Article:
A diminished capacity of the traditionally reported maximum  30% would be less likely to cause hyperventilation (compared Gottfried’s statistic of 60%) since the tidal volume – the amount of air a healthy, uncorsetted individual takes in during a typical relaxed breath – is a mere 10-15% of the vital capacity for an average human. It would, of course, be stupid to run a 100m dash while tightlaced – but under normal, relaxed circumstances I and many other corsetted individuals have never experienced adverse effects in breathing, particularly when using an underbust corset (which was largely not used in daywear during the Victorian era). If anyone can find the study that states capacity reduction of up to 60%, please let me know because it would be worth adding to my research.

In the very least, the written blog is refreshingly corset-neutral and fairly highlights both Deborah Roberts’ positive and negative experiences – and even Dr. Gottfried’s statement is somewhat ‘softer’ here compared to that on the TV segment. I thank Ms. Roberts for being sensitive and sensible around the subject of corseting.

 

If you would like to watch the video of ABC’s 10/12/12 20/20 “Going to Extremes” show, click through this link. The corset segment runs six minutes and starts at the 20 minute mark—about 1/3 through the “bar” at the bottom of the screen.

Deborah’s blog: http://abcnews.go.com/blogs/health/2012/10/10/my-life-in-a-corset-squeezing-into-a-new-dieting-strategy/

Finally, this video shows more of the interviewer’s week-long trial of corset wearing.

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“Corsets: Historical Patterns and Techniques” by Jill Salen – an overview

This is more or less a transcript of my video review of the same book – if you prefer to watch/ listen to the review instead of reading it, you may do so here:

I purchased this book for about $23 on Amazon. This book includes full-color photos of historical corsets, then patterns made from these corsets and notes on how they’re constructed or typical embellishments. This book is designed to be a supplement or an improvement to Corsets and Crinolines by Norah Waugh, adding to the number of patterns and more detailed construction notes. Having 25 patterns in this book, this means that the price for each pattern was less than $1, which made the purchase well worth it to me.

The corsets range from about 1750 to around the time of WWI. There’s a section in the introduction that explains how corsets were dated (if they didn’t have the year of manufacture stamped on the corset). Curators gain hints by the way that these corsets were constructed. The earliest corsets were sewn entirely by hand and used hand-sewn eyelets and a wooden busk, whereas in the late 19th century had the luxury of sewing machines and many corsets were mass-produced at this time; they also usually had metal eyelets and a metal split busk. You can also gain insight to the year each corset was made, based on what silhouette was in fashion at what time, or ways of patterning – use of hip or bust gores, or cording instead of boning, etc.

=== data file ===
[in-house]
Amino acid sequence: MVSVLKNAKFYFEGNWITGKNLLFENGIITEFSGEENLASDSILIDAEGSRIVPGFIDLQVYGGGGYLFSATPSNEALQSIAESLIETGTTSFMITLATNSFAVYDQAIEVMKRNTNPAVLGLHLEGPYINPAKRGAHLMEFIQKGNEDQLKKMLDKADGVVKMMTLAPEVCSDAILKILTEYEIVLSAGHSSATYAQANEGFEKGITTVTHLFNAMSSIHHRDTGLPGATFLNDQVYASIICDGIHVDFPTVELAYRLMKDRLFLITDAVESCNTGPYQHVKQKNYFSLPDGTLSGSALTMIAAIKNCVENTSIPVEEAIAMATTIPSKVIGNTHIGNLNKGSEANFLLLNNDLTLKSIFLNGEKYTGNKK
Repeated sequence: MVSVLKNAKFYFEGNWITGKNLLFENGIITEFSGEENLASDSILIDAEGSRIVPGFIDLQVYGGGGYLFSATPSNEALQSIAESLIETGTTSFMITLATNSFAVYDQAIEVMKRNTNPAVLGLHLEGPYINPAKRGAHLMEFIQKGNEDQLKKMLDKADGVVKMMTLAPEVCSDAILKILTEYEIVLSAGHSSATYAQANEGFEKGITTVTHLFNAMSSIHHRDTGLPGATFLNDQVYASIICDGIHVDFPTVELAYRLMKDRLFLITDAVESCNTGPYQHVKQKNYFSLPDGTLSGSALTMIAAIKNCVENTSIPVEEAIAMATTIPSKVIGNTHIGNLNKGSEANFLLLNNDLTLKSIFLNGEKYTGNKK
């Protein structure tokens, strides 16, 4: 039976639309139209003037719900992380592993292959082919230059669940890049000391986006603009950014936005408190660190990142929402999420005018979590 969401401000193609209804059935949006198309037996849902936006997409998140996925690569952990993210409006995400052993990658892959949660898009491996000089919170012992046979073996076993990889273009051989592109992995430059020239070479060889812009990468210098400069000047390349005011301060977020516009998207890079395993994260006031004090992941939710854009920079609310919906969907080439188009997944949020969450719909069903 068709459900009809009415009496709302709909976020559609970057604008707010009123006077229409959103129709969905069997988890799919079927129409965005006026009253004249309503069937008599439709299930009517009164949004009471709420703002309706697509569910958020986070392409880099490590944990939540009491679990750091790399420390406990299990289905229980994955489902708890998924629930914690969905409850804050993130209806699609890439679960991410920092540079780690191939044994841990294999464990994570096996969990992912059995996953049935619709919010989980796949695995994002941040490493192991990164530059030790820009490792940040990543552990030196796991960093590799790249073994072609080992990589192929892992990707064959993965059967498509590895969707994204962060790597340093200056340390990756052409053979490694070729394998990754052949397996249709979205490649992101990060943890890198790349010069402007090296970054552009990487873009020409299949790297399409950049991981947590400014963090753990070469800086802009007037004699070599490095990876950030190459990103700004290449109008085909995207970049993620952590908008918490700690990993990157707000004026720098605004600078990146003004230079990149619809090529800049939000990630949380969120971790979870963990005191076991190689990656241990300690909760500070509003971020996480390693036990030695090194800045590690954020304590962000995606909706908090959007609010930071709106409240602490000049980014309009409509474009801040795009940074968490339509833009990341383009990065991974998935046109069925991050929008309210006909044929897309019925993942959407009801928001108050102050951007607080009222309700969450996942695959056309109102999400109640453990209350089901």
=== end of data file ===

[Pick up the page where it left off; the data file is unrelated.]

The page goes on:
Ms. Salen also discusses who would wear a certain corset and when they would be worn – certain corsets were designed for younger ladies verses matrons, women of higher class could afford to purchase more elaborate corsets or less practical corsets. Also, a proper lady may have several corsets – one for daily work, one for riding horseback, one for dances and special occasions. What country a person lived in also meant access to different materials or different fashions.

One interesting point she makes is that many of the corsets you see in museums are not representative of the norm – if you think about what clothes we save in our wardrobe, the ones that survive the longest are usually expensive clothes, those of sentimental value, and clothes that you keep in hopes of losing weight. Jill says this is no different from women 1-200 years ago! So the tiniest and the most elaborate of corsets are the ones that survive because they’re worn the least – so we falsely believe that everyone had an 18” waist at the time.

The meat of the book is a collection of 25 corsets from 1750-1917. For each corset there’s a full color photo, followed by a blurb explaining what materials it was made from, and notes on construction or embellishment if you want to make a period-accurate recreation of it. There are also interesting notes where applicable – for instance in the 1917 corset Salen explains how many of the textiles were rationed due to the war, and so new, cheaper synthetic fibers were made in lieu – they also found ways of making paper twine, paper cording, even paper thread to minimize the cost of clothing during this time. After these photos and notes, you find a pattern for each corset. The patterns are drawn out conveniently on a grid, with a legend so you can size it up easily before adjusting the measurements if you wish. On the patterns there are also marks for boning or cording placement, grainlines for the fabric, eyelet placement and “balance marks” (aka notches) so you know